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Report: Digital health funding reaches $3.4B in first quarter filled with mega-deals

Digital health startups raised $3.4 billion across 132 deals in the first quarter, according to Rock Health’s latest funding report. 

Though investment in Q1 surpassed the last two quarters — where companies notched $2.7 billion in Q4 and $2.2 billion in Q3 — the authors noted this probably isn’t a return to the booming funding environment seen in 2021 and early 2022. 

“Overall, Q1’s mega-deal upticks don’t necessarily foreshadow a sector rebound. Rather, they indicate that the sector’s more established players and investors are trying to find their sea legs in this market, selectively deploying those dry powder reserves they’ve been stockpiling since 2021 into teams and projects they know,” Rock Health’s Mihir Somaiya, Galen Shi and Adriana Krasniansky wrote. 

For one, digital health saw a relatively large number of mega-deals, or rounds worth $100 million or more, after a drought during the past two quarters. The report noted six mega-deals in Q1, which made up 40% of the quarter’s total digital health funding. 

Some of those deals included kidney care company Monogram Health’s $375 million raise, staffing startup ShiftKey’s $300 million round and clinical trial platform Paradigm’s $203 million Series A. Notably, Paradigm was co-incubated by ARCH Venture Partners and General Catalyst. 

But digital health companies still aren’t going for a public exit. The report found zero IPOs in the first quarter, and digital health stocks traded nearly 50% lower at the beginning of 2023 than they did at the start of 2021. 

The unappealing public markets may be one reason for the growth of mega-deals as late-stage startups look for more cash. The report also found an increase in the proportion of Series D+ rounds relative to other deal stages compared with last year. However, median Series D+ deal size is down to $58 million from $72 million in 2022.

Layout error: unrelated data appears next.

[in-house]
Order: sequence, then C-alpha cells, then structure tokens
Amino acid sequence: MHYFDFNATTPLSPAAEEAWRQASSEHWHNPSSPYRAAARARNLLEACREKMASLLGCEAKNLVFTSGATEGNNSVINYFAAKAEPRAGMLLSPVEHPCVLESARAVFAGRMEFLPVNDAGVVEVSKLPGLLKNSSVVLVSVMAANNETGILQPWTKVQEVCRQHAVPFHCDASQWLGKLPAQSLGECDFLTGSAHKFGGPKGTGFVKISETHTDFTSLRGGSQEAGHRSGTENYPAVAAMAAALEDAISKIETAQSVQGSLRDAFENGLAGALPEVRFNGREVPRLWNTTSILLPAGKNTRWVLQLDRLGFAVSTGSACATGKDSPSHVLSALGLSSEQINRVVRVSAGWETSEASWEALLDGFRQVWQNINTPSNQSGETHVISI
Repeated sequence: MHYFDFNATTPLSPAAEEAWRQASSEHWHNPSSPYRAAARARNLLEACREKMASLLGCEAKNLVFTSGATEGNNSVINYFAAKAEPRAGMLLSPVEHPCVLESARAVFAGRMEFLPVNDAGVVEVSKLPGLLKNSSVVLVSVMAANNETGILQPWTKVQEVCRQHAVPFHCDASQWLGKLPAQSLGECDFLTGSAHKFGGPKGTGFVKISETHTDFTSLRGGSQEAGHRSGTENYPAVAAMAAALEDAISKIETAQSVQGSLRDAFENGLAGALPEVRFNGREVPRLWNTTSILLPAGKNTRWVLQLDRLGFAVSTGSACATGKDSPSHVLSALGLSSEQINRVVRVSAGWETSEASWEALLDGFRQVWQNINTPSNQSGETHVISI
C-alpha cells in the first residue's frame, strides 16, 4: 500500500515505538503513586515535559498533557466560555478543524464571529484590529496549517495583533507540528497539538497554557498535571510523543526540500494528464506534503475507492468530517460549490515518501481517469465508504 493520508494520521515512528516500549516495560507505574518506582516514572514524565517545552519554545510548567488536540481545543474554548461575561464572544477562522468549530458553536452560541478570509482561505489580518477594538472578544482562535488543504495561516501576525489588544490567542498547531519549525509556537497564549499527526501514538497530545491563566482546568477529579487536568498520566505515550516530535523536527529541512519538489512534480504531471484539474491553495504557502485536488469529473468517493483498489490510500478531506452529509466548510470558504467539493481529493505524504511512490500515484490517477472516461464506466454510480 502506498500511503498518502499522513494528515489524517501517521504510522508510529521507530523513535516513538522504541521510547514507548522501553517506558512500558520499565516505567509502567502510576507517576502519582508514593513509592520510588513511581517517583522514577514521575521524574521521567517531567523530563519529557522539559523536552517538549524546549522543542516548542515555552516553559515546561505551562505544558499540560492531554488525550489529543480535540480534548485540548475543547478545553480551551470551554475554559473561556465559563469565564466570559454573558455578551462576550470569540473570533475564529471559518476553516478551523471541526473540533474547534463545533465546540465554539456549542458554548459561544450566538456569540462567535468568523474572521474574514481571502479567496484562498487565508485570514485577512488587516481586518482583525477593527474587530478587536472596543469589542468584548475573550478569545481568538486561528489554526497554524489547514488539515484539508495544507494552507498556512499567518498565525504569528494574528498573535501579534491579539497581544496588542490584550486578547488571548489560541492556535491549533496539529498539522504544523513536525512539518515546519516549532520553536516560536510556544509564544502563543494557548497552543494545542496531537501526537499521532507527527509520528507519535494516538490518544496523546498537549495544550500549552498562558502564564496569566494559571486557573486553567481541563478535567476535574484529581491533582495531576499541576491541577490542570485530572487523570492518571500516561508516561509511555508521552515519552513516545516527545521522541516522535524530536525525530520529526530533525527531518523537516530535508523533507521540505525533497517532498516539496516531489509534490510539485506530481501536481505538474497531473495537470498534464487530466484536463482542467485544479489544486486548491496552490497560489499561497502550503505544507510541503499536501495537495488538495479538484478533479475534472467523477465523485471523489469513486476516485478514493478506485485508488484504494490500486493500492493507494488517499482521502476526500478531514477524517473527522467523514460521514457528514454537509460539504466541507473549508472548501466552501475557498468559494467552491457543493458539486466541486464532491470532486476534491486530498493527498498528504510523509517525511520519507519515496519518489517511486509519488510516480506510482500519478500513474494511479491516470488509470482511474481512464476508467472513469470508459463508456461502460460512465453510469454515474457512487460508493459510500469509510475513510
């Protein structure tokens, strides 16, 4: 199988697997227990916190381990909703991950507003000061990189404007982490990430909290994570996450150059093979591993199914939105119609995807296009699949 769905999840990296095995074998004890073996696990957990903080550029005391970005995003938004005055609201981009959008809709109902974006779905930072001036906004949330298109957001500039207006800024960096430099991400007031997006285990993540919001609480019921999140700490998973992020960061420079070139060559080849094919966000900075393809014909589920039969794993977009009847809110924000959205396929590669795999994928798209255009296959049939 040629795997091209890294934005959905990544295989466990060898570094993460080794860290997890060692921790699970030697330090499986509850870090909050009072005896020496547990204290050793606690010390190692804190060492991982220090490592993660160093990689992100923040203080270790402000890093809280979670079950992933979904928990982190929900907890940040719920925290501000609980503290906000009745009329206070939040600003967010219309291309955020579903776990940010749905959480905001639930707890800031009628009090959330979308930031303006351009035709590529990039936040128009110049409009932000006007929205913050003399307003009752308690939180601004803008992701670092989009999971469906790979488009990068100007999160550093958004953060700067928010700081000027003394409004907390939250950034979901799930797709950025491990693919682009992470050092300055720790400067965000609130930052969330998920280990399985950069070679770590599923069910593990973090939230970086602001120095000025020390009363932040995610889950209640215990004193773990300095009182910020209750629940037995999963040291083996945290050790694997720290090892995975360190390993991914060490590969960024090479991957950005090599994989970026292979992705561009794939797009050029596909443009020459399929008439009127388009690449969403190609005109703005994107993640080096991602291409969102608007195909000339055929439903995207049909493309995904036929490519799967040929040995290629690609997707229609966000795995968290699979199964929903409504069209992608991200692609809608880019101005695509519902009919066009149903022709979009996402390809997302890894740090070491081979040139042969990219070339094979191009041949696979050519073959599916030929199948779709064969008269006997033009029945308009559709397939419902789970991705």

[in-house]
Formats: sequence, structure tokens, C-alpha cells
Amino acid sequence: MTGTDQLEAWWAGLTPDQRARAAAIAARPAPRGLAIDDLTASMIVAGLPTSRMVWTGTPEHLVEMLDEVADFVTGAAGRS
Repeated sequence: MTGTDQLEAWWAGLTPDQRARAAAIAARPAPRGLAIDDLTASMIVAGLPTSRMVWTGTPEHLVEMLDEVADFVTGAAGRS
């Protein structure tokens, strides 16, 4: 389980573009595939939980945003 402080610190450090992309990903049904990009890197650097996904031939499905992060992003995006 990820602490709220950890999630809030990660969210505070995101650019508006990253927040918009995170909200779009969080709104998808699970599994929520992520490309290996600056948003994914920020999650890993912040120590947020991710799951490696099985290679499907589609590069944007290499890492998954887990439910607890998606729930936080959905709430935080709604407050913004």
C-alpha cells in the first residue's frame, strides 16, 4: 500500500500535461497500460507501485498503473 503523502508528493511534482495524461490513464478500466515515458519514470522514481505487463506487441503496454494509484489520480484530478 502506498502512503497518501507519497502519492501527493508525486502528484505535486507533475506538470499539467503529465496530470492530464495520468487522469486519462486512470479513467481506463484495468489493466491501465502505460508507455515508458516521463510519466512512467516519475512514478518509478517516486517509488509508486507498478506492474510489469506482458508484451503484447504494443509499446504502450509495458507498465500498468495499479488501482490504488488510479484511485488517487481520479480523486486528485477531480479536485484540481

The aftermath of the Silicon Valley Bank collapse could also linger for digital health funding. The report argued not all startups were affected equally by SVB’s loss, and later-stage companies had more options when it came to choosing a new bank. 

“It’s hard to overstate just how supportive SVB was of the startup ecosystem, and the full ramifications of its closure and acquisition on technology innovation may not be felt until quarters later,” the report’s authors wrote. “On the funding front, we expect that SVB’s collapse will contribute to the next few quarters of startup financing (debt and equity) moving more conservatively.”

Meanwhile, the regulatory environment for digital health is also shifting as the COVID-19 public health emergency comes to an end. Congress has also introduced a health and location data privacy bill, while the Federal Trade Commission is cracking down on digital health companies sharing health data for advertising purposes. 

“While some may mourn the Wild West of 2021 digital health — unbridled demand, lax rules, cheap money — the next era will foster digital health entrepreneurship and intrapreneurship with guardrails that guide innovation rather than stifle,” the authors wrote.

David Higginson will offer more detail in the HIMSS23 session “Leveraging In-House Machine Learning Innovations for a More Human Touch.” It is scheduled for Tuesday, April 18 at 1:15 p.m. – 1:45 p.m. CT at the South Building, Level 1, room S104.

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